Computer science teams place first and third in competition

Computer science major Dan Benke from Rock Island, Illinois, and his teammates placed third in the International Collegiate Programming Contest on Nov. 3. 

Out of 13 teams from Lindenwood, Missouri S&T, Webster University and Mizzou, SIUE earned first and third place during the Association for Computing Machinery International Collegiate Programming Contest on Nov. 3. 

Dennis Bouvier, an associate professor of computer science, said he is proud of the placements each team was in.

“I thought it was fabulous,” Bouvier said. “Those young men are bright individuals; good problem solvers and good programmers, and I think it is a good showing for SIUE and the computer science degree program that our graduates or soon-to-be graduates are as good as students from other programs in the area.”

The ICPC is a global competition that is broken down into multiple regions that is sponsored by the ACM, the professional organization for computer scientists. 

It is the largest and oldest programming competition in the world, and it brings in 10,000 participants from 3,000 universities from over 103 countries.

Senior computer science majors John Bentley and Zach Anderson, both from Edwardsville, along with Dane Johnson, from Algonquin, Illinois, made up the team that placed first in the championship.

Coming in third place were senior computer science majors Chris Krozel from Bolingbrook, Illinois, Sean Pohl, from Rock Island, Illinois, and Dan Benke, from Lake in the Hills, Illinois.

Benke said the team prepares by practicing programming problems. 

“You practice by getting a feel for algorithms and trying to express that in code,” Benke said.

Teams in the competition work on a series of computer programing problems using coding skills such as C++, Python and Java along with an understanding of algorithms, data structures and other fundamental computer science topics.

Each team is given 11 problems and must solve as many as possible in five hours. 

The teams are allowed to use one computer with no access to the internet and have limited online references that can be utilized.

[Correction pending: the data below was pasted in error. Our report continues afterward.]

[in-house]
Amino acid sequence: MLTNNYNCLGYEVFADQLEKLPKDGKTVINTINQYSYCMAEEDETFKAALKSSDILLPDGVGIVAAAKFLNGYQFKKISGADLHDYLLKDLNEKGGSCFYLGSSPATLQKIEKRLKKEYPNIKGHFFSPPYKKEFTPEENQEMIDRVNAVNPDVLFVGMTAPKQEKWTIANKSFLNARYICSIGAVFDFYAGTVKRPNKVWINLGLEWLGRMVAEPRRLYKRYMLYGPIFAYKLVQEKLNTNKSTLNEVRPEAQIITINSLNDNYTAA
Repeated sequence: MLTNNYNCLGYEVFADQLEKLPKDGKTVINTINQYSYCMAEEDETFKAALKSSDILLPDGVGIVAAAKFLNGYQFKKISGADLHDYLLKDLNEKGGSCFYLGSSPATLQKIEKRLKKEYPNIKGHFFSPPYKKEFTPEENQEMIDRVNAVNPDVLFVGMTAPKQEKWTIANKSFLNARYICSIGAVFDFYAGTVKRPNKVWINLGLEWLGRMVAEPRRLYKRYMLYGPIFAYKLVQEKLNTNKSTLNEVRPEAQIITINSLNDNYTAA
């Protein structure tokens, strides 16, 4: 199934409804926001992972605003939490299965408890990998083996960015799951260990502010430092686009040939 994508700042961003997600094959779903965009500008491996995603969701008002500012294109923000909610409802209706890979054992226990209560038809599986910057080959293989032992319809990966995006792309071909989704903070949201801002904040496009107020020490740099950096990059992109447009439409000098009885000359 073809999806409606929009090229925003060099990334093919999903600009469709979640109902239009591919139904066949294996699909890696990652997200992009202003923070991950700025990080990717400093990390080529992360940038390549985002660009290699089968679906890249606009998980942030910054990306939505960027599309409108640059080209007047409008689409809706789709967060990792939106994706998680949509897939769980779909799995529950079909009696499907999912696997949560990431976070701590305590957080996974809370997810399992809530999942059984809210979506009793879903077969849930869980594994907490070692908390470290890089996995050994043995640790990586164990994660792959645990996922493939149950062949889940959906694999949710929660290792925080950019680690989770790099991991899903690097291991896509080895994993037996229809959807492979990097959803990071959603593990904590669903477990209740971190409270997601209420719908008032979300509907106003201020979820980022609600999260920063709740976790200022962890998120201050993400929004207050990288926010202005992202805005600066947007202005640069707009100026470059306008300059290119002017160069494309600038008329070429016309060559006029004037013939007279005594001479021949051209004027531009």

The most challenging part of the competition for Anderson was the amount of problems given and the time limit.

“It’s a time-limited competition, and it is very difficult for most teams to complete all of the problems,” Anderson said. “The level of difficulty is designed to make it hard to get through all of the problems in the competition, so one of the more difficult aspects of the competition is prioritizing.”  

Bouvier said students are given problems they must solve before applying code.

“So, the students have to read the problem and understand it and then write a program that does the solution,” Bouvier said. “It is problem solving first and basic programming second.” 

Anderson said the most interesting part about the competition is doing code outside of a professional setting.

“In a professional environment everything is a lot more deliberative and there is a lot more forethought [and] planning involved, but with the competition there is also fun and enjoyment because you are not writing code that is going to be used to run servers or fly airplanes,” Anderson said. “It’s just sitting down, banging out code to solve a toy problem you’re never going to use again.”

Benke said outside of the contest, he enjoys hanging out with other computer science students and coding for fun.

“I think it is pretty fun to go, hang out, solve problems and put some of the things you learn into actual application,” Benke said.

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